Tea party fight brewing over SunRail
The conservatives who call themselves tea party activists are overjoyed that Gov. Rick Scott smacked down President Obama’s $2.4 billion plan to help build a high-speed rail line from Tampa to Orlando. And Senate President Mike Haridopolos’ decision to back Scott and buck his own voting record and senate made it all the sweeter.
But the tea party folks aren’t done.
Tea party conservatives also want the state to scuttle the proposed Central Florida passenger-rail system known as SunRail, a pet project of Winter Park Republican Dean Cannon, the speaker of the Florida House who’s a zealous defender of the home-town project. Cannon today said he backed Scott, but sources say he’s trying to make sure his home-town bacon doesn’t get thrown into the fire.
Some Republicans and tea party folks say SunRail is as big or bigger a boondoggle than high-speed rail.
It costs almost as much as the proposed bullet train -- about $2.7 billion – and each would carry about the same number of passengers yearly, about 3 million. But SunRail requires more state and local money -- $1.4 billion – than high-speed rail, which could cost the state treasury about $300 million. And bullet-train backers say the private industry might pick up the tab. (handy-dandy side-by-side is here Download Sun&HSR)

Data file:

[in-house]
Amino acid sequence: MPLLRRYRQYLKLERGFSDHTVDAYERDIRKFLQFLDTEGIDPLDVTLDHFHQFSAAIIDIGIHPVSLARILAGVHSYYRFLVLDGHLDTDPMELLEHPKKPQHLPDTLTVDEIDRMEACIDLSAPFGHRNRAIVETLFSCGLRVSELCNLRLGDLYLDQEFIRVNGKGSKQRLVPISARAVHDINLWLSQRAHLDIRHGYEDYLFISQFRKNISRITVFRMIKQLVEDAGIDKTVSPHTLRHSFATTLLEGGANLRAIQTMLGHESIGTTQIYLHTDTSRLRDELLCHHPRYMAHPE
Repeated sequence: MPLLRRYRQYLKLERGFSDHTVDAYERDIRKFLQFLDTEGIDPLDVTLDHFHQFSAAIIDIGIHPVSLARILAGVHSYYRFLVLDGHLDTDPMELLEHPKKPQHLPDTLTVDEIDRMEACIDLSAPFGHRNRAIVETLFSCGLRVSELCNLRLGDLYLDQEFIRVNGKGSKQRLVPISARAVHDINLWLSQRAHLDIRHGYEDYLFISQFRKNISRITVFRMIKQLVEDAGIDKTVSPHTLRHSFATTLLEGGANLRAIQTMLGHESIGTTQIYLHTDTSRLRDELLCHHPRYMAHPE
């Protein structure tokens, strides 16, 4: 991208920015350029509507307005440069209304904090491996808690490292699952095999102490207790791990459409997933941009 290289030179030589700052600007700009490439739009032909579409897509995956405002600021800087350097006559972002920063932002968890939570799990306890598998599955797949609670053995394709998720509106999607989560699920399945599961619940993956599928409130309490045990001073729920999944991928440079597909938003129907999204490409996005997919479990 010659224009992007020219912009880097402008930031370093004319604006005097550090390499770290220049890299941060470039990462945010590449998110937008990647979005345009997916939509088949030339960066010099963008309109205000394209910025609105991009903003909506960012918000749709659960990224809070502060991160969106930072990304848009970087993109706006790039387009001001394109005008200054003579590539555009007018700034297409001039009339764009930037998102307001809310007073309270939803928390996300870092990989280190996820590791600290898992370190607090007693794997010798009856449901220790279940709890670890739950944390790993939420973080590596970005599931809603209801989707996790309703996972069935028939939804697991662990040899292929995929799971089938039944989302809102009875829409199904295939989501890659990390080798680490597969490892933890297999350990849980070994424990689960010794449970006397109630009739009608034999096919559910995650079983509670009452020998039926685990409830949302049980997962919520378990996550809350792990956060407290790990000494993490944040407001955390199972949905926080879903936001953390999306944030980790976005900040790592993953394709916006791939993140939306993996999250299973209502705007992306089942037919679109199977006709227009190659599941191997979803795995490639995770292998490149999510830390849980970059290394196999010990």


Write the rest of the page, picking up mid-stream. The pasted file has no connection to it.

“Both of these are bad proposals. We just can’t afford them,” said Matthew Falconer, an activist who unsuccessfully ran for Orlando mayor and described SunRail as a ripoff.
“If Rick Scott kills Sun Rail as well he will go from politician to folk hero.”
Scott said little about SunRail on Friday.
“I’m clearly going to look at the SunRail project and make sure we’re getting a great return for the taxpayers of this state,” said Scott. He said the fact that some advisors and staffers have worked for CSX, which stands to profit from the SunRail deal, won’t affect him.
“I’m the governor, it’s my decision,” Scott said.
Americans for Prosperity, the tea party group that called on its members to back Scott, said SunRail needs to be scrutinized.
“High speed rail is a first step,” said Apryl Fogel, the group’s Florida director. “This gives us an opportunity to look at SunRail as well.”
Republican Greg Evers, R-Baker, said SunRail is worse than the bullet train:
“I agree with the Governor that High Speed Rail is a risk Florida simply cannot afford to take. That is why I voted against the High Speed Rail in Florida and I have been a vocal opponent all along. But I do not think the Governor has gone far enough because he did not kill the even bigger boondoggle that is SunRail. SunRail would immediately send over $660 million in statewide transportation funds – including funds originally designated for road projects in Northwest Florida – to fund an out-dated, unnecessary and, most importantly, operationally unfunded train.”